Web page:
In case you weren’t confused enough, the letters A, B, and C are also used to measure a person’s skill in a learned language (the CEFR)—but the gradient is reversed! So A1 is a person just beginning language study, while C2 is considered as close to fluent as a non-native speaker can get. Right now, I’m about a B1 in French, with my reading and writing skills leaning more toward B2 than B1. By the end of my year in Switzerland, I want to be C1. Whether or not that is an unrealistic goal remains to be seen!
But French won’t be the only thing I learn abroad: I will also maintain my skill level in Spanish (also about B1 right now). Though I want to eventually make Spanish an active language as well, I need to spend time learning French first. However, if I were to spend a whole year without using Spanish, I would most definitely lose ground in my language competency! Thankfully, UNIL offers classes in Spanish taught by native speakers. Also, I will continue to read in Spanish and will seek out a conversation group to maintain conversational Spanish while I study in Switzerland. After my academic year in Switzerland, I hope to attend the Uppsala International Summer Session, a summer language program in Uppsala, Sweden for learners of Swedish.
Why so many languages?
My great-great grandfather Alexander Leonidovich Logofet was born in Russia in 1887. He learned English and began a career as an interpreter and translator, serving in London from 1909-1915. In London he met Norah, the Irishwoman he eventually married. The couple moved back to Russia because Logofet wanted to serve in the military; he was disqualified on medical grounds and sent back to London. In 1919, he and Norah moved to Boston, Massachusetts and remained in the United States, with Logofet working odd jobs through the Great Depression. During the Second World War, he worked for the U.S. government as part of the war effort. It wasn’t until 1946 that the U.S. government hired my great-great grandfather as an interpreter—he was fluent in Russian and English, but also spoke French, Italian, and many Slavic languages. He worked during the Japanese Peace Conference of 1951, Nikita Khrushchev’s infamous UN speech, and the Cuban missile crisis. His interpreting skill was such that he was often requested by name both by U.S. and foreign officials. Amazingly, I didn’t know most of the details of my great-grandfather’s story until after I decided to pursue multiple languages!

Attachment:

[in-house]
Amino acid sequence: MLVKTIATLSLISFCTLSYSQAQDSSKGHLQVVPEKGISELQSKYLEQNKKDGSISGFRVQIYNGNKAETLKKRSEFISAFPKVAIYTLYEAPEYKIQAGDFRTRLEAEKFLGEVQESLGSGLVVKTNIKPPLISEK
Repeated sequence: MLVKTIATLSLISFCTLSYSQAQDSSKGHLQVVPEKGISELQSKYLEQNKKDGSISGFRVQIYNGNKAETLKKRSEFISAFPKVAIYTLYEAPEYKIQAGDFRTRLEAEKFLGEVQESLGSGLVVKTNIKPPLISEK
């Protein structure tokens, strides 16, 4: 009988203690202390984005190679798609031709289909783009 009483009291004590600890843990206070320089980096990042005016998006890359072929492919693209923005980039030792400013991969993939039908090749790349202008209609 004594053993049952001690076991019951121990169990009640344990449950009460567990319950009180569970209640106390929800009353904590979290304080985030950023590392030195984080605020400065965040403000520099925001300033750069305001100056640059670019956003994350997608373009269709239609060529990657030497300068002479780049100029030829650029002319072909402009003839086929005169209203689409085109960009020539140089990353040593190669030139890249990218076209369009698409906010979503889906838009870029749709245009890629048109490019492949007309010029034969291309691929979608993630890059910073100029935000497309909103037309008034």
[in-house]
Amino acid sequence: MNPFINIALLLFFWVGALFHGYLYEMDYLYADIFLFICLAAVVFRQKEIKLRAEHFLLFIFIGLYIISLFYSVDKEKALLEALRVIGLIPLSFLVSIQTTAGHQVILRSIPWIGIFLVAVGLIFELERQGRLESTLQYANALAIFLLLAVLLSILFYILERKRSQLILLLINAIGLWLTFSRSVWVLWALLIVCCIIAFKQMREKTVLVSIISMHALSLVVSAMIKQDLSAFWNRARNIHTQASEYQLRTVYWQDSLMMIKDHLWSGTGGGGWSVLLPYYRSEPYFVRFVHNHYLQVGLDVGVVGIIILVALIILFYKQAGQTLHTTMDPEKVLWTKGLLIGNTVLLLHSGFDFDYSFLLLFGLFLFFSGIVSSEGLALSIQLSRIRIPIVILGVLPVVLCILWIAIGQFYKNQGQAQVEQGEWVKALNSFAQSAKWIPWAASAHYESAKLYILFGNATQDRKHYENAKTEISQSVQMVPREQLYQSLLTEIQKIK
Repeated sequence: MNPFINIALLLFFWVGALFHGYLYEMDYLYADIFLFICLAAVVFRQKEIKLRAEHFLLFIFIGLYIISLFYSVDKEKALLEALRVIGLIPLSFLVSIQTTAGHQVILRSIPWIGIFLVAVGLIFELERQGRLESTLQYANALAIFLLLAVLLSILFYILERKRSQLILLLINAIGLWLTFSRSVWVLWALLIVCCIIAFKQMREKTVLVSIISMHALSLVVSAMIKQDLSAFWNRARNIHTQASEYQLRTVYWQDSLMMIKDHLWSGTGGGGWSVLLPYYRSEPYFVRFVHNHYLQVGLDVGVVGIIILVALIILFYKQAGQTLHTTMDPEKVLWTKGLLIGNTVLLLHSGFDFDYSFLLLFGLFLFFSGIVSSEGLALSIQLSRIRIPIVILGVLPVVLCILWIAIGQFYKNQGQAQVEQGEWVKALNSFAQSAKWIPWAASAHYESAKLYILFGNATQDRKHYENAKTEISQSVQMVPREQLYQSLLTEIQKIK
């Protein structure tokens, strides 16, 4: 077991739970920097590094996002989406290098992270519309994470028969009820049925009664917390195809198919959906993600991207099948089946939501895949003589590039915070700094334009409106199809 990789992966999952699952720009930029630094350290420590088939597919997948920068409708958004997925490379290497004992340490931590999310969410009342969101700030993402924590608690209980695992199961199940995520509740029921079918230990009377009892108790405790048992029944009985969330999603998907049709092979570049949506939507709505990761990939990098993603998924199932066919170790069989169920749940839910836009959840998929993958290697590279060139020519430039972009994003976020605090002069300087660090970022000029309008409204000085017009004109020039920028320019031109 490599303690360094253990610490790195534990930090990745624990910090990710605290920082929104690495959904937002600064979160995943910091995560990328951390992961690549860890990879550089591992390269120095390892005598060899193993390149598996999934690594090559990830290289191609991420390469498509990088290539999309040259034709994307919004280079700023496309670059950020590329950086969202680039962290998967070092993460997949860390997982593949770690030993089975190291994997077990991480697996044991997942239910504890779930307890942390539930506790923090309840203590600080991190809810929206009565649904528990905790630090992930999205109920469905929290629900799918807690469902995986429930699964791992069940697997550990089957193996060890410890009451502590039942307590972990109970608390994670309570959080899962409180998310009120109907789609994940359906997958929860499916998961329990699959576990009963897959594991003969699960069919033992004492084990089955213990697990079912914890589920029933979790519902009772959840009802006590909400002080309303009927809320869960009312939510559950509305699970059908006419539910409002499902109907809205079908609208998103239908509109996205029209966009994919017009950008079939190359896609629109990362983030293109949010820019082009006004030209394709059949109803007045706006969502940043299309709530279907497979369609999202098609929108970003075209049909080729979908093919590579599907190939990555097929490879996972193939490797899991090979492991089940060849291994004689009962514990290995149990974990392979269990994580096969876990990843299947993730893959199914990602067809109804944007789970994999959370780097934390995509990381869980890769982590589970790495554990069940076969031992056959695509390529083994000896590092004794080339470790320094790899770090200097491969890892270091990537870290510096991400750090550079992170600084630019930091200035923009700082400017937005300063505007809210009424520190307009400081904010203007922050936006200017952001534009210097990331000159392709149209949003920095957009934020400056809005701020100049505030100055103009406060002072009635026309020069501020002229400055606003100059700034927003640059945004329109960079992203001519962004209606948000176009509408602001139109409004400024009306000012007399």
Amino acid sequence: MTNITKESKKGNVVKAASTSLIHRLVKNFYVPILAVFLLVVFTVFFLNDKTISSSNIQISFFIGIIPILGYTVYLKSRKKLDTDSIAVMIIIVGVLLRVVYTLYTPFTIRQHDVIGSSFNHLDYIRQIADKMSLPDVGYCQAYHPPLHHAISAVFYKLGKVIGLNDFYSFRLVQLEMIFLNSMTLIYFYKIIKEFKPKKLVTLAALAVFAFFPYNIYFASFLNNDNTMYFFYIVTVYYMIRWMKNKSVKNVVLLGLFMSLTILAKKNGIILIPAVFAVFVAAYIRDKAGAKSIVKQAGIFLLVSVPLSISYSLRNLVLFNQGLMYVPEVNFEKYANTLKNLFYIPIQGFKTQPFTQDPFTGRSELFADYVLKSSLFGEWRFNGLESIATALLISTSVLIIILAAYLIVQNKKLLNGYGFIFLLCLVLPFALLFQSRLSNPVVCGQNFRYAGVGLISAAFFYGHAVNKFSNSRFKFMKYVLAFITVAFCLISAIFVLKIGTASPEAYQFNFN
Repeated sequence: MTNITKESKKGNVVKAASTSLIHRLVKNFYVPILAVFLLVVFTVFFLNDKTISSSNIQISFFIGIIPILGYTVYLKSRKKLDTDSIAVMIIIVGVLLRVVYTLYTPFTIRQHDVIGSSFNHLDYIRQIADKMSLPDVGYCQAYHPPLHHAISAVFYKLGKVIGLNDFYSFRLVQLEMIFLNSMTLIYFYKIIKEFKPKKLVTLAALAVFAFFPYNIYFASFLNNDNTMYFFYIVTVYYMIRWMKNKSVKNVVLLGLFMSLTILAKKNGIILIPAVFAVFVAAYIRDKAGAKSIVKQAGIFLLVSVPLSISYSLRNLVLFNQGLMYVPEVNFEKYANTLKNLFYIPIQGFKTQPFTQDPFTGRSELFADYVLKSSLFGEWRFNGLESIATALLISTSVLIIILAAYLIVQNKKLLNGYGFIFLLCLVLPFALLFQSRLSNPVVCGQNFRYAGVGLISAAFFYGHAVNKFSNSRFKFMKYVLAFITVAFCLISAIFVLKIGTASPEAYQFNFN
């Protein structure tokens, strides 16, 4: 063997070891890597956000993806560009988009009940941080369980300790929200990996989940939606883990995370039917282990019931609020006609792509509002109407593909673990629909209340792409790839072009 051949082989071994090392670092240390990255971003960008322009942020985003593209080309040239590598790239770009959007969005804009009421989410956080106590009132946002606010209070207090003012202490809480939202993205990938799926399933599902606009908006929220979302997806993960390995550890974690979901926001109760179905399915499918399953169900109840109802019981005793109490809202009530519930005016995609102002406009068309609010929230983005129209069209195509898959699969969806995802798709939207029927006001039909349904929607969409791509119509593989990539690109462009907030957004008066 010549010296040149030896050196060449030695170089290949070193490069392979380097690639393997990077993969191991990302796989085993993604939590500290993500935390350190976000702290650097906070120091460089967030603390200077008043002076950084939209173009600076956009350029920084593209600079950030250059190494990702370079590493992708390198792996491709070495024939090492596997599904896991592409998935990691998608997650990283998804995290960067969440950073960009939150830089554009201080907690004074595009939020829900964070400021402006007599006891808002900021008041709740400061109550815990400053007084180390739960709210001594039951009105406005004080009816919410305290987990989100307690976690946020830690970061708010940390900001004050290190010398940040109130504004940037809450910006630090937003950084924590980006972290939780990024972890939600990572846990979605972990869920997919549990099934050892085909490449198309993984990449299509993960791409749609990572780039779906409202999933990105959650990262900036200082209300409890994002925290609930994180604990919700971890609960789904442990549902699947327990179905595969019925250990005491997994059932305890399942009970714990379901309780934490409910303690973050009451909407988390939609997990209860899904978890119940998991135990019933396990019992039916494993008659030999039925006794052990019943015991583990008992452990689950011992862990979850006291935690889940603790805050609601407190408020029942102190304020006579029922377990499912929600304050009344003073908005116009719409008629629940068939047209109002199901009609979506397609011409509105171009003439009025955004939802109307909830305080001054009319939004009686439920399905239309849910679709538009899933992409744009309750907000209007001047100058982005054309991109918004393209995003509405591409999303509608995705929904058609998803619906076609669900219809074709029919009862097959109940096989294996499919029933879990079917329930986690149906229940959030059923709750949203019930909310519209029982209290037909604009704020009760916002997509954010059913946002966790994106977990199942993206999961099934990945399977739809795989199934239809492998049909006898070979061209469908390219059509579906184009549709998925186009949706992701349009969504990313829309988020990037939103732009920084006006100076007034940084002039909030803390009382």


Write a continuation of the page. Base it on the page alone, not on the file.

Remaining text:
Despite having studied Spanish for four years in high school and French for several years in middle school, it wasn’t until my teaching practicum in a local middle school ELL classroom during my sophomore year of college that I realized how much I love working with languages. Languages were something I had taken for granted, but during the practicum, I saw in a very tangible way the many differences both culturally and linguistically between students from Mexico, Iran, Italy, Spain, Ukraine, the Ivory Coast, and Vietnam. Only then did the magnitude of the world’s languages and the great necessity for translators and interpreters sink in. I also began to realize the great inadequacies of language; chiefly, its inability to convey the true emotions and intentions of the human heart. It’s as if each word is a veil which represents something not itself, and the more veils we string together, the further we are from the real meaning we should be conveying. This fascinates me.
When I work with languages, I feel confident and strong. Languages challenge me; they push me to excel the limits I have placed on myself. And ultimately, there’s no end to how many languages I could learn or how much more fluent I could become. That challenge inspires me to learn as many as possible, if for no other reason than that each language presents a new facet of the human heart, giving new insight into the way our minds work.